From the Archive: Alexander Girard’s Nativity
Because it’s still the Holidays, after all.
On November 16, 1962, the exhibition “The Nativity” opened at the Nelson Gallery in Kansas City. The show was organized by Alexander Girard, one of the leading figures in American design during the postwar era along with his colleagues Charles and Ray Eames and George Nelson, and presented 170 nativity scenes from different countries (one of the first and most prominent themes represented in Girard’s personal collection of folk art).
There were nativity scenes made of wood or pottery, creches comprising individual figures and others in a single piece, some scenes brightly colored and other monochromes - in short, dozens of variations on one ancient theme, distinguished by the traditional crafts of of diverse regions as well as the personal preferences of the individual artisans. One was even crafted by Girard’s brother Giancarlo Tunsi Girard, a ceramic artist from Florence. Girard installed a suspended ceiling in the exhibition space of the Nelson Gallery and constructed a covered adobe structure over a cruciform plan. Along the walls of its four arms, recessed niches on both sides provided three-dimensional spaces in which the designer created unique dioramas for the nativity scenes.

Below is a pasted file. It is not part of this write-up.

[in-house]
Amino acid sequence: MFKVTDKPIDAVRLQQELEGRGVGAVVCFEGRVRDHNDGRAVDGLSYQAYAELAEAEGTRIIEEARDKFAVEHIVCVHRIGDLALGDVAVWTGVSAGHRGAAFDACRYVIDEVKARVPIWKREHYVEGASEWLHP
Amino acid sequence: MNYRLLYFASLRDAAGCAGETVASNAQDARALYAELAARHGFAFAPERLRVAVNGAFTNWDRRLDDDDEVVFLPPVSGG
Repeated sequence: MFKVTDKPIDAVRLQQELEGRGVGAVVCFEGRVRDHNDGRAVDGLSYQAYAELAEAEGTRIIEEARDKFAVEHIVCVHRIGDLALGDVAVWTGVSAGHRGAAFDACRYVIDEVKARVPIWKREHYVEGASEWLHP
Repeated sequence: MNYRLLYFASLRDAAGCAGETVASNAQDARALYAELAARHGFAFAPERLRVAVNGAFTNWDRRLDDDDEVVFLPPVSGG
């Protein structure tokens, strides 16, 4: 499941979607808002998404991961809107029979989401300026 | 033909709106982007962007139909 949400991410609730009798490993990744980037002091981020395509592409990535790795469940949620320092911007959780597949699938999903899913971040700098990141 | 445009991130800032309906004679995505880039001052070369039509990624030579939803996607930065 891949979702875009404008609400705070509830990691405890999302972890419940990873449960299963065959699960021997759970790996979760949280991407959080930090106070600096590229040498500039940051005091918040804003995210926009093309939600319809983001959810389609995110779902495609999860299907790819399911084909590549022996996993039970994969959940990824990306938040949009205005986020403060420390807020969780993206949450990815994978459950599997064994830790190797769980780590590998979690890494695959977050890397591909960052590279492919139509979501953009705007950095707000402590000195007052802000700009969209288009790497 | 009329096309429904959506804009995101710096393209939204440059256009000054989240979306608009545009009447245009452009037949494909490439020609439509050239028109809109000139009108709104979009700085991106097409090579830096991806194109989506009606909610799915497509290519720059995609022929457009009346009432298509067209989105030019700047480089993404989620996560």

The exhibition had already been shown the previous year at the Museum of International Folk Art in Santa Fe, Girard’s first project at that venue. However, the showing in Kansas City garnered much greater press coverage and set new visitors record (Georgia O’Keeffe and Lisa Ponti were counted among the guests who attended the opening); Time magazine dedicated a two-page photo spread to the exhibition. One critic remarked : “Girard’s secret is really very simple. He retains the eye of a child.” The exhibition gained further support from the Hallmark greeting card company, which produced material to accompany and promote the show.
Girard wrote: “Seeing how each people, and each individual artist, depicts the same theme is an education in itself, one which cannot help but lead to greater understanding in the world.”.